Read Living With Miss G Online

Authors: Mearene Jordan

Living With Miss G

Living With Miss G
Copyright © 2012 Mearene Jordan
All rights reserved.


ISBN: 0615686516
ISBN-13: 978-0615686516
Photographs courtesy of Mary Edna Grantham and the Ava Gardner Museum.


Starting Work


Getting Over Artie


Starlet Miss G and Our Friend Clark Gable


A Touch of Venus and Nudity


5 Enter the World’s Richest Man and Katharine Hepburn


To Fall in Love with Frank Sinatra


Spain and the Flying Dutchman


Shipwrecked on Lake Tahoe – Jailed in Carson City




Tears at Sands Hotel


The Quarrels


Mogambo and the Pregnancies


Old Love…and New Love


Flying Blind With Howard Hughes


Lovable Papa Hemingway


Publicity Chief David Hanna and the South American Scandals


The Sammy Davis Disaster


The Trouble with Lovers


Love in Lahore
Spanish Flamenco!


A Personal Explosion


Ending the Furious Fifties


Ava and the Goya Nude


On the Beach with the Tennis Champ


A Matter of Life and Certain Death


Ships That Pass in the Night


Puerto Vallarta and Mexico


The Chacala Bus and Tennessee Williams


The Delights of Mismaloya


Miss G and the Beach Boys


“In the Beginning…”




The Empress of Austria-Hungary


Hanging Judge Roy Bean


The Blue Bird


Settling Down


Last of the Laughter
About the Author

Many books have been written about the fascinating public and private life of
Ava Gardner, one of the most famous and beautiful film stars of all time—but
none can compare to
Living with Miss G,
by Mearene “Rene” Jordan, who was
by Gardner’s side for most of the last 40 years of her life.

While some biographers had to rely on second-hand knowledge and
newspaper and magazine articles that were often unreliable or deliberately
inaccurate, Jordan (whose nickname is pronounced “Reenie”) was on the scene
for countless real-life Gardner episodes that rivaled any fiction.

The underlying dynamic of
Living with Miss G
is that Jordan is black; she
was Gardner’s maid, and the two had a bond of sisterhood unheard of in the
upper echelons of the film industry, and rarely anywhere else.

In an era when the “N” word was used harshly, freely and frequently and
movie stars were often treated like property of the studios, the two women
protected and comforted each other as sisters, had spats like sisters, and were
blessed to have each other to lean on as they traveled the diverse and rocky
paths of their lives.

Those paths began nearly 900 miles apart, Jordan’s in a poor section of St.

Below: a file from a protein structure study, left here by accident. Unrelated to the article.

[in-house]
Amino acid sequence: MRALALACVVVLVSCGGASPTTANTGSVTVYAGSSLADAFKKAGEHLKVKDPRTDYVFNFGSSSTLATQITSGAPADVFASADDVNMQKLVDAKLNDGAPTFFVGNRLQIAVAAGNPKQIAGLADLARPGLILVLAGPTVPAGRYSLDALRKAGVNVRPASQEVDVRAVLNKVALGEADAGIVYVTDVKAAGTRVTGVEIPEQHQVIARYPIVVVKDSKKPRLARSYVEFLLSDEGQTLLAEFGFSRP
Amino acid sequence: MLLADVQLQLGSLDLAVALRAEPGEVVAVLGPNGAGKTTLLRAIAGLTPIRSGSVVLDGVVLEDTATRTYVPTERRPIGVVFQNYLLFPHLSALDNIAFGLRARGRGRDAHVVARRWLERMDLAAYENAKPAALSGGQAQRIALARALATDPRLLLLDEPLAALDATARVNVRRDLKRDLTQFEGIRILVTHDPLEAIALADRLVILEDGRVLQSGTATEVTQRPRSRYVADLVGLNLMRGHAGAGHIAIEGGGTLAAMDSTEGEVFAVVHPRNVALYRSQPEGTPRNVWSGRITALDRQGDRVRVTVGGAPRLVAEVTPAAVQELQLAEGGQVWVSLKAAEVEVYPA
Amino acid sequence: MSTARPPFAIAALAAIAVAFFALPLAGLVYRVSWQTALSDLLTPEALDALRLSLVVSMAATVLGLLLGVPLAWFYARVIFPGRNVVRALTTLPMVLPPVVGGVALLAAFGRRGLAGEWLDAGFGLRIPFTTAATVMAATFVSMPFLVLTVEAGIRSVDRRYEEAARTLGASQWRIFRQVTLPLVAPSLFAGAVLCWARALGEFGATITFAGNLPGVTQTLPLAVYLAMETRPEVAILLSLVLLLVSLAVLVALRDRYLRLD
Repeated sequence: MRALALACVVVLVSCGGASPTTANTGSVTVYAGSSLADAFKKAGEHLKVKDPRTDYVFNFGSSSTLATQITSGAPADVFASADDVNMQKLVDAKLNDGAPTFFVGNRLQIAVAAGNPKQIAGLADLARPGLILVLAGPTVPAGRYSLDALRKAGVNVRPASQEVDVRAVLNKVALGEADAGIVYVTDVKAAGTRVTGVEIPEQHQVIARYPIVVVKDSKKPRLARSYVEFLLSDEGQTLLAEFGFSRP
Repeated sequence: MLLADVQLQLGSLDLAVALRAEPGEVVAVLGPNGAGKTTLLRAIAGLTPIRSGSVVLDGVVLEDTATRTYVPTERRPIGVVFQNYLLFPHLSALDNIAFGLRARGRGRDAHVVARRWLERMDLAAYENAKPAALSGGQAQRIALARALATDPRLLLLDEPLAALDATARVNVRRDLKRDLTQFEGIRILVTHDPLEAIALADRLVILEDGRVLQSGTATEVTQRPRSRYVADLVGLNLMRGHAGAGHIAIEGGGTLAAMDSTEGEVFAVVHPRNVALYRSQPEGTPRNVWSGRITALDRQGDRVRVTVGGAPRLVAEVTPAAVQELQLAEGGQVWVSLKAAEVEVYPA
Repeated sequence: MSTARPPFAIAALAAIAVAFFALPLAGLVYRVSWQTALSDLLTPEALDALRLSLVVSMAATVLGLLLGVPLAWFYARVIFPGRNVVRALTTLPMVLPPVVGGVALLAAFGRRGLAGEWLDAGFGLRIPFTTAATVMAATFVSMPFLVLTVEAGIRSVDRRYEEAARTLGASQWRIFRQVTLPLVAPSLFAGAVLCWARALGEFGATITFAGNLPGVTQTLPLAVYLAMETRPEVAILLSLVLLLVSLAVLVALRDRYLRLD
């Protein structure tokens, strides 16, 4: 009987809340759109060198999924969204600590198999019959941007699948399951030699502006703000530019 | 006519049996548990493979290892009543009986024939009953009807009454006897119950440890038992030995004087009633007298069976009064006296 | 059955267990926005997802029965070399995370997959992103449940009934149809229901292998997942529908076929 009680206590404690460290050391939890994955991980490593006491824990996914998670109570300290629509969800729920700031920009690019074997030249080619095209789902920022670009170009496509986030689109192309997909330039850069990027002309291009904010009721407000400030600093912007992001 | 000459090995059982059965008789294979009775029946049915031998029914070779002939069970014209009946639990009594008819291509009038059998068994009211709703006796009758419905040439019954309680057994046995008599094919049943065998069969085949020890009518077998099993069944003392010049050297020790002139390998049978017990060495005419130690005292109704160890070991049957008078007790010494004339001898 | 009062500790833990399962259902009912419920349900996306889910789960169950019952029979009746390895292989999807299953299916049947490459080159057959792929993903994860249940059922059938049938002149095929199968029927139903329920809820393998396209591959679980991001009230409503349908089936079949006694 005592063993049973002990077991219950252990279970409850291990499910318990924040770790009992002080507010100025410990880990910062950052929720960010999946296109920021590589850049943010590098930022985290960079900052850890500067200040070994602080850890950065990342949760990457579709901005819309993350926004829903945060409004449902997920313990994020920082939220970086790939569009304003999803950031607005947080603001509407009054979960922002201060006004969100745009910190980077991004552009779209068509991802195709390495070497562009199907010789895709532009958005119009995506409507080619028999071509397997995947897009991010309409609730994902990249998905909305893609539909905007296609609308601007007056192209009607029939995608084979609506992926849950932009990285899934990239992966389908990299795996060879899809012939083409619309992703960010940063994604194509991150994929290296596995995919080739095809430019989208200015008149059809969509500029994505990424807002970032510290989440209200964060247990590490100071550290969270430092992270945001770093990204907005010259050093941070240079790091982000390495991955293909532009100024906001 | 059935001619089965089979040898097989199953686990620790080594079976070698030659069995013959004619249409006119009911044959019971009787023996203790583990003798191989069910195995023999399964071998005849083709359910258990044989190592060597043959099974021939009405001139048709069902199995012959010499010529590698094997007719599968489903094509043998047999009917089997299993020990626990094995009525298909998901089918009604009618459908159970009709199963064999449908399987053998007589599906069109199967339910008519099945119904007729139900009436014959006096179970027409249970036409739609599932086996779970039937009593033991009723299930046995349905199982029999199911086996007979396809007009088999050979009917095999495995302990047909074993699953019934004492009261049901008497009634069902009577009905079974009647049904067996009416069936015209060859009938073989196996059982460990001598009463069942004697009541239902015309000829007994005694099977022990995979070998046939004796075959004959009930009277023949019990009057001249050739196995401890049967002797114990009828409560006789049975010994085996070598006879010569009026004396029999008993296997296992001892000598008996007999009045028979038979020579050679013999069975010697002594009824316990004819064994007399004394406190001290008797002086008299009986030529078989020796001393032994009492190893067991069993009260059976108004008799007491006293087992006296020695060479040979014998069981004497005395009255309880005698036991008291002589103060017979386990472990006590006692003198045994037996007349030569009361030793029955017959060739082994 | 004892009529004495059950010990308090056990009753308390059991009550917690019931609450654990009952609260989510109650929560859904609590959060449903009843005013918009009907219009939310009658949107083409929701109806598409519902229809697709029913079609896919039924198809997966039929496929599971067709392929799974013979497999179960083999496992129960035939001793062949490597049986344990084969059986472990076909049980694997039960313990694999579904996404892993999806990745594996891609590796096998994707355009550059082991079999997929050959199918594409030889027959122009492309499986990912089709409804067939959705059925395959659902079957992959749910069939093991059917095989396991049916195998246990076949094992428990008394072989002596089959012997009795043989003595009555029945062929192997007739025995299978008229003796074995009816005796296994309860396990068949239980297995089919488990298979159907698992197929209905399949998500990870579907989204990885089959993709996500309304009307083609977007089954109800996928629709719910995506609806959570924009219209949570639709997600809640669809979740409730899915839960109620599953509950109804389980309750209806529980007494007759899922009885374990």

Louis, Missouri, and Gardner’s in a small farm community near Smithfield,
North Carolina, and even the most tuned-in gypsy fortune-teller would have
been hard-pressed to predict that their paths would cross.

On the other hand, it appeared that fate had conspired to create their
sisterhood from the get-go. The two had a lot in common. Jordan was born near
the beginning of 1922, on January 16, and Gardner put an exclamation point on
that year by arriving on Christmas Eve. Both had loving and devoted parents
who worked hard to support seven children. Jordan’s father was employed by
the American Car Foundry in St. Louis, and her mother earned money by housecleaning. Jordan had five sisters and one brother, and Gardner had four sisters
and one brother (another brother died as a child).

During the Great Depression years Jordan often went hungry, and at age 11
she knocked on doors in St. Louis and earned 25 to 35 cents by shampooing and
ironing or curling women’s hair.

Around the same age, Gardner worked in tobacco fields, and her parents
learned the local school board could no longer pay them to live in and maintain
the boarding house for teachers at the local elementary school. Gardner’s mother
was the boarding house cook. So the future movie star had to leave her many
relatives and friends in her beloved native community and adjust to life in
Newport News, Virginia, in a boarding house for shipyard workers.

In 1946 Gardner’s true-life Hollywood fairy tale, complete with wicked
witches and ogres, was well under way, and just beginning for the brilliant
young woman she hired as her maid. Forty-four years later the final chapter
closed with Ava’s untimely death. Now at age 90 Rene Jordan shares some of
that story, pulling no punches. Her book is expertly written, with many heartwarming, heart-rending, amazing, amusing, surprising—and yes, sometimes
shocking—stories that are made public for the first time. The book also puts to
rest some of the falsehoods and rumors that plagued Ava Gardner until the day
she died.

The star once told Thomas J. Lassiter, editor of
The Smithfield Herald
, “I
don’t care what you write about me, as long as it is the truth.”
From her final resting place in Smithfield’s Sunset Memorial Park, and
beyond, one can imagine that one of the most famous film stars of all time is
smiling, and saying in that soft, smoky voice of hers, “Thank you, my beloved
sister Rene, for writing the truth.”

Doris Rollins Cannon,
author of
Grabtown Girl:Ava Gardner’s North Carolina Childhood and Her
Enduring Ties to Home


It was 1946, I was twenty-four years old, and I sure did need a job. Not any
old job would do because when you are that age and black, you can hear
Mama’s voice from the past ringing loud and clear in your memory. “Now you
hear me, Mearene Jordan, when you get a job, it’s got to be a real job,
understand me? A real job.” I understood all right. None of those teetering-onthe-brink of you-know-what jobs. No night club or hat-check girl stuff—a real

So good thing for my sister, Tressie. She had arranged for me to get an
interview with Ava Gardner, and although I’d left school at sixteen, this was my